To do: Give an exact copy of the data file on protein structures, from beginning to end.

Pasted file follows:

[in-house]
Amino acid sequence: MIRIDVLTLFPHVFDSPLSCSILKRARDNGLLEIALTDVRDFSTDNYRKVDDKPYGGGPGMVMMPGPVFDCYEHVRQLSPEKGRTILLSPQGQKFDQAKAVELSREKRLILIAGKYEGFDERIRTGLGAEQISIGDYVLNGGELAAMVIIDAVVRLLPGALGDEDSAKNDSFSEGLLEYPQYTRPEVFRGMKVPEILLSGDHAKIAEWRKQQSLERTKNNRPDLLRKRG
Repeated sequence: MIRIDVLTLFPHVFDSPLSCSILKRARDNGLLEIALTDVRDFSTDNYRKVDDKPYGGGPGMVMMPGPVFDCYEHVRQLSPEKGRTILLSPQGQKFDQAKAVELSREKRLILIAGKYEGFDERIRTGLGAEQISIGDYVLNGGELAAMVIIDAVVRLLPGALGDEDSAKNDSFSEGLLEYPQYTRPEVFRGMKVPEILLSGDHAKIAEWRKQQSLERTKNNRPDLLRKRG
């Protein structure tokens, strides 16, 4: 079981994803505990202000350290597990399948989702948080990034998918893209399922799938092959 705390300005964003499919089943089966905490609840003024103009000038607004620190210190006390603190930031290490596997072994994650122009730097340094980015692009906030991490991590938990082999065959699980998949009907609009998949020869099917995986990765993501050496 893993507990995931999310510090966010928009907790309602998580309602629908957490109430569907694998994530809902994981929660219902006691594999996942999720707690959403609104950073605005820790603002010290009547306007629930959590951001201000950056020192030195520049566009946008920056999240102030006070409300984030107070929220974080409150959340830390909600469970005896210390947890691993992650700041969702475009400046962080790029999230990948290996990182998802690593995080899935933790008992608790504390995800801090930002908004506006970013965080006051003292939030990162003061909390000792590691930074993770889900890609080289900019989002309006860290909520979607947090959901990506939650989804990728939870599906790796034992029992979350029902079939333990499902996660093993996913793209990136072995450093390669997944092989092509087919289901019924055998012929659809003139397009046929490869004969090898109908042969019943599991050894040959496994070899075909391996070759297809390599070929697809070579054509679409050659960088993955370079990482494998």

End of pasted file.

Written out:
[in-house]
Amino acid sequence: MIRIDVLTLFPHVFDSPLSCSILKRARDNGLLEIALTDVRDFSTDNYRKVDDKPYGGGPGMVMMPGPVFDCYEHVRQLSPEKGRTILLSPQGQKFDQAKAVELSREKRLILIAGKYEGFDERIRTGLGAEQISIGDYVLNGGELAAMVIIDAVVRLLPGALGDEDSAKNDSFSEGLLEYPQYTRPEVFRGMKVPEILLSGDHAKIAEWRKQQSLERTKNNRPDLLRKRG
Repeated sequence: MIRIDVLTLFPHVFDSPLSCSILKRARDNGLLEIALTDVRDFSTDNYRKVDDKPYGGGPGMVMMPGPVFDCYEHVRQLSPEKGRTILLSPQGQKFDQAKAVELSREKRLILIAGKYEGFDERIRTGLGAEQISIGDYVLNGGELAAMVIIDAVVRLLPGALGDEDSAKNDSFSEGLLEYPQYTRPEVFRGMKVPEILLSGDHAKIAEWRKQQSLERTKNNRPDLLRKRG
């Protein structure tokens, strides 16, 4: 079981994803505990202000350290597990399948989702948080990034998918893209399922799938092959 705390300005964003499919089943089966905490609840003024103009000038607004620190210190006390603190930031290490596997072994994650122009730097340094980015692009906030991490991590938990082999065959699980998949009907609009998949020869099917995986990765993501050496 893993507990995931999310510090966010928009907790309602998580309602629908957490109430569907694998994530809902994981929660219902006691594999996942999720707690959403609104950073605005820790603002010290009547306007629930959590951001201000950056020192030195520049566009946008920056999240102030006070409300984030107070929220974080409150959340830390909600469970005896210390947890691993992650700041969702475009400046962080790029999230990948290996990182998802690593995080899935933790008992608790504390995800801090930002908004506006970013965080006051003292939030990162003061909390000792590691930074993770889900890609080289900019989002309006860290909520979607947090959901990506939650989804990728939870599906790796034992029992979350029902079939333990499902996660093993996913793209990136072995450093390669997944092989092509087919289901019924055998012929659809003139397009046929490869004969090898109908042969019943599991050894040959496994070899075909391996070759297809390599070929697809070579054509679409050659960088993955370079990482494998």